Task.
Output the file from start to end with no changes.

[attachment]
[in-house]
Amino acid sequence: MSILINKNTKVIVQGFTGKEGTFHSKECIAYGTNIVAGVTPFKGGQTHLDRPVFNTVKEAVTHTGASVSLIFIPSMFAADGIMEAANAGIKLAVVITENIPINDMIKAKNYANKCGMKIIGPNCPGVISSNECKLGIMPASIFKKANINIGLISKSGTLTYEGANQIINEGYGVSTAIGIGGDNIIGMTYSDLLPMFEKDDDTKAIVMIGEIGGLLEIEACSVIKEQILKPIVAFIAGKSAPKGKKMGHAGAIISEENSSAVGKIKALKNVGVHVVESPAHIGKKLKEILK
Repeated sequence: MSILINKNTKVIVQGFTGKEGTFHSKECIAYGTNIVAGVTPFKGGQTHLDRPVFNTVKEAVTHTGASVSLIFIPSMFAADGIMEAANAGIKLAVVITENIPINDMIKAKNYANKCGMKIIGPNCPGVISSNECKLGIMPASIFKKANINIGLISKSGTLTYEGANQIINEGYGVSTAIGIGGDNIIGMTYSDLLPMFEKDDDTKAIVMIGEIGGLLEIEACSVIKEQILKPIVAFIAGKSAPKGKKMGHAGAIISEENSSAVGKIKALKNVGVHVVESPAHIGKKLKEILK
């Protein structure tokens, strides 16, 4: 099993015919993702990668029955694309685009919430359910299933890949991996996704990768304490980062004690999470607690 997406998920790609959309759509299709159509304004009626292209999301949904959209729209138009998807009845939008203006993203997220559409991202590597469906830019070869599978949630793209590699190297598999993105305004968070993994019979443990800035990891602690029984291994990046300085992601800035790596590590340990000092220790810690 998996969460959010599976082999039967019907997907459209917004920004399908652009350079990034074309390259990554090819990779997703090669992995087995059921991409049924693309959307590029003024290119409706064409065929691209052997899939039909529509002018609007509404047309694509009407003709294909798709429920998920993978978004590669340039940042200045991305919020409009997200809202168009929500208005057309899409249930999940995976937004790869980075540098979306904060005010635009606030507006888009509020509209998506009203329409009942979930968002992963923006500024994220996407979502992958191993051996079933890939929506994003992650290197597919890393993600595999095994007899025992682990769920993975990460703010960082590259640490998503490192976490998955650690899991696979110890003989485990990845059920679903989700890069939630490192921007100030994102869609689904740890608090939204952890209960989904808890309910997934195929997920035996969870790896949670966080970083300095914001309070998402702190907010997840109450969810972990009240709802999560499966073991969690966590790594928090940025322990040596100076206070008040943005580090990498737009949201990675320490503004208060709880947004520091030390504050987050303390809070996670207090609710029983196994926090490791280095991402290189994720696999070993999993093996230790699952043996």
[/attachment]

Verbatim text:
[in-house]
Amino acid sequence: MSILINKNTKVIVQGFTGKEGTFHSKECIAYGTNIVAGVTPFKGGQTHLDRPVFNTVKEAVTHTGASVSLIFIPSMFAADGIMEAANAGIKLAVVITENIPINDMIKAKNYANKCGMKIIGPNCPGVISSNECKLGIMPASIFKKANINIGLISKSGTLTYEGANQIINEGYGVSTAIGIGGDNIIGMTYSDLLPMFEKDDDTKAIVMIGEIGGLLEIEACSVIKEQILKPIVAFIAGKSAPKGKKMGHAGAIISEENSSAVGKIKALKNVGVHVVESPAHIGKKLKEILK
Repeated sequence: MSILINKNTKVIVQGFTGKEGTFHSKECIAYGTNIVAGVTPFKGGQTHLDRPVFNTVKEAVTHTGASVSLIFIPSMFAADGIMEAANAGIKLAVVITENIPINDMIKAKNYANKCGMKIIGPNCPGVISSNECKLGIMPASIFKKANINIGLISKSGTLTYEGANQIINEGYGVSTAIGIGGDNIIGMTYSDLLPMFEKDDDTKAIVMIGEIGGLLEIEACSVIKEQILKPIVAFIAGKSAPKGKKMGHAGAIISEENSSAVGKIKALKNVGVHVVESPAHIGKKLKEILK
């Protein structure tokens, strides 16, 4: 099993015919993702990668029955694309685009919430359910299933890949991996996704990768304490980062004690999470607690 997406998920790609959309759509299709159509304004009626292209999301949904959209729209138009998807009845939008203006993203997220559409991202590597469906830019070869599978949630793209590699190297598999993105305004968070993994019979443990800035990891602690029984291994990046300085992601800035790596590590340990000092220790810690 998996969460959010599976082999039967019907997907459209917004920004399908652009350079990034074309390259990554090819990779997703090669992995087995059921991409049924693309959307590029003024290119409706064409065929691209052997899939039909529509002018609007509404047309694509009407003709294909798709429920998920993978978004590669340039940042200045991305919020409009997200809202168009929500208005057309899409249930999940995976937004790869980075540098979306904060005010635009606030507006888009509020509209998506009203329409009942979930968002992963923006500024994220996407979502992958191993051996079933890939929506994003992650290197597919890393993600595999095994007899025992682990769920993975990460703010960082590259640490998503490192976490998955650690899991696979110890003989485990990845059920679903989700890069939630490192921007100030994102869609689904740890608090939204952890209960989904808890309910997934195929997920035996969870790896949670966080970083300095914001309070998402702190907010997840109450969810972990009240709802999560499966073991969690966590790594928090940025322990040596100076206070008040943005580090990498737009949201990675320490503004208060709880947004520091030390504050987050303390809070996670207090609710029983196994926090490791280095991402290189994720696999070993999993093996230790699952043996």